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On going home

going home nostalgia

As I am writing this, it’s five days til Christmas, and I am sitting on my childhood twin bed in my parent’s house in little old Winchester, Virginia. I’m sure you’ve heard of it.

I don’t come home to the US as often as I like, but when I do I am always overcome with FEELINGS. Emotions. Guilt. Nostalgia. I both love and hate this in equal measure. I feel all the things, good, bad and the ugly.

Nothing puts things quite into perspective like returning home as if nothing is changed a decade after you first left for college. It’s like I slip right back into the role of being petulant 18 year old again. If only I could fit in my jeans from when I was 18. Sigh.

going home nostalgia

My life in New Zealand vacillates between being hectic as all hell and so mellow time almost stands still at my home in Wanaka. There often is no middle ground. Either way it’s all-consuming for me, and eats up my days in endless strings of high adventure, emails, flights, photographs and writing, writing and some more writing, for good measure. There is no time for dwelling on the past.

Years went by in the blink of an eye. How is 2016 almost over? In my head it’s still July. Didn’t I just start blogging? Oh wait, that was six years ago. Fuck me.

I wake up every day and don’t remember where I am, and no, not because I’ve woken up in someone else’s bed (you animals), but rather I spend so much time traveling I don’t often wake up lucid enough to remember which city in which country this hotel room is in.

There is so much work left to do! So many things I meant to accomplish. I’m not ready for the year to be over.

going home nostalgia

But I digress.

When I am at home, I am almost painfully reminded of all my ups and downs over the years, of my successes and total failures. This twin bed has been my bed since before I was a teenager. This house has been my family house since I was 14. Winchester, of all the fucking places, has been my constancy in a life where I never sit still. It’s the one thing that hasn’t changed. It’s the center for all my memories which when I come back, tend to consume me.

Not to mention I just go batshit crazy when I’m here. I love it. I hate it. It’s painful but good for me. I suppose it isn’t healthy to run away from the past or our emotions, right?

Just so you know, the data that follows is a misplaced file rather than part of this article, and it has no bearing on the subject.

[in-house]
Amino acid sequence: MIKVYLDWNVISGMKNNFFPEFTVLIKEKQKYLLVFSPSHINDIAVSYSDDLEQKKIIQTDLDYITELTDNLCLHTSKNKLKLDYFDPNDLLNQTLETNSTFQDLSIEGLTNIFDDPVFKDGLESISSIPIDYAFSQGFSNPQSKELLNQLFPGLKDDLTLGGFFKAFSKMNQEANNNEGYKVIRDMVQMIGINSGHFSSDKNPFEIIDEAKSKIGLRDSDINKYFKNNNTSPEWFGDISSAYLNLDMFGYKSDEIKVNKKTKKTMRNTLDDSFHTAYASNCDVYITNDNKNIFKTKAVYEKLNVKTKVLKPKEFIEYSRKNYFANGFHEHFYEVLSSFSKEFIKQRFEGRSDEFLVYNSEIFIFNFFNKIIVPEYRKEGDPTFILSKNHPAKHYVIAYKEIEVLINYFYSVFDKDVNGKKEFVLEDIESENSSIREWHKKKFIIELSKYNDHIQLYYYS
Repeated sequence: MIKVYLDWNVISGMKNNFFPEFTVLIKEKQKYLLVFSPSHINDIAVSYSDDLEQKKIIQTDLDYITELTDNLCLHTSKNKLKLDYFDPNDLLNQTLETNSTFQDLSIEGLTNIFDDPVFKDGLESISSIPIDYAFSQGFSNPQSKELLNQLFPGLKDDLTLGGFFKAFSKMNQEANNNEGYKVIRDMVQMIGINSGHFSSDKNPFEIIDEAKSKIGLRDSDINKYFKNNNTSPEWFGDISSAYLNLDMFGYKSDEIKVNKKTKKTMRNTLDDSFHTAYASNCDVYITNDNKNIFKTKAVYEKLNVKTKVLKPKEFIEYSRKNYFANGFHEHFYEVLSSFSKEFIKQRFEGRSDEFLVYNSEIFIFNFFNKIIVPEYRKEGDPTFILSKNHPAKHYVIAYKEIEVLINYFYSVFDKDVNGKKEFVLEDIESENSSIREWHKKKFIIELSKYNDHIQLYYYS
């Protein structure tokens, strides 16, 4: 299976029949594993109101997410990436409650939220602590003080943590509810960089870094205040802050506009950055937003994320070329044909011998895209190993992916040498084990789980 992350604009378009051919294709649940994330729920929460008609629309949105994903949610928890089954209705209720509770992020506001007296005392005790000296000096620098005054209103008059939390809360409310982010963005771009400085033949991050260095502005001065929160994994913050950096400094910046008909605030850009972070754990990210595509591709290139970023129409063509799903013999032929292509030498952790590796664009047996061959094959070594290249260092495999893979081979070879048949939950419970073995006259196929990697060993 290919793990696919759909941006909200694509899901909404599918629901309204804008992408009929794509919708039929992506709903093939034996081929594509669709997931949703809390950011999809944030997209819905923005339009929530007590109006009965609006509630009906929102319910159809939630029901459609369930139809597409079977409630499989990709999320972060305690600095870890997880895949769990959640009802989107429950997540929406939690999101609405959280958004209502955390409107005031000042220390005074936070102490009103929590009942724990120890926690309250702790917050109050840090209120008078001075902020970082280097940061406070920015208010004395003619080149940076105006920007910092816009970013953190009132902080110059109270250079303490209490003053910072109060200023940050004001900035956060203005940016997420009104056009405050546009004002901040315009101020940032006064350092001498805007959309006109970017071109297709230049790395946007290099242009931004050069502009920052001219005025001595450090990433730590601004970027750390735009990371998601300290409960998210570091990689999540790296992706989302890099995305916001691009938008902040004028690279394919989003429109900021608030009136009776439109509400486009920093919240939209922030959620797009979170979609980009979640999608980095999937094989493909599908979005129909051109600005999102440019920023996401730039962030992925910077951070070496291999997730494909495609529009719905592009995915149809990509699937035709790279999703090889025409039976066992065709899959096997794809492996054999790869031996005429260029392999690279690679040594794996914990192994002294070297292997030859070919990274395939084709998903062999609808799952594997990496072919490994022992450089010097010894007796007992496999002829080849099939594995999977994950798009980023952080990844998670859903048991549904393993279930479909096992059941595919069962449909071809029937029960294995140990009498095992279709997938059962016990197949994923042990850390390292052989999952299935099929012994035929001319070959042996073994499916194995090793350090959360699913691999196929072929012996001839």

going home nostalgia

When I am here I think about all the things that could have been. What if I had done this instead of that? What if I went down this path instead of that one or made that decision instead of this one.

What if I went to UVA instead of Mt. Holyoke for university? What if I had given up on living abroad and moved in with my ex in NYC? What if I had gone back to Spain instead of moving to New Zealand? And the worst, what would my life be like now if I had never started blogging? Shivers.

Would I be happier? Where would my life be now? There are so many paths that are open to us in life, how are we ever sure we took the right one. And why am I even thinking about this? Is there even any point to it all? If I was truly happy now would I even be considering the past like this?

Maybe we just want what we can’t have?

I am one of those people that lives in their heads. And I’m the kind of person that gets extremely nostalgic (like, to an unhealthy level) so I try and focus on the future instead of the past. Otherwise I get moody, depressed and emotional, none of which are all that pretty.

But when I am at home in Virginia, I am forced to confront all those thoughts I can easily avoid in New Zealand. How do I cope?

going home nostalgia

I suppose as we grow older we need to learn to accept the past, accept that it is what it is and we can’t change it, the only choice we have is to acknowledge it and move forward.

Fifteen years ago I was expelled from school for doing drugs. Four years after that I graduated with honors and headed off to New England for college to start fresh, a total nerd. Seven years ago I put off graduate school (in medieval history no less!) and started a travel blog and decided to move to Spain to teach English. Almost four years ago I went pro, and I quit my job and this blog has been my full time job since.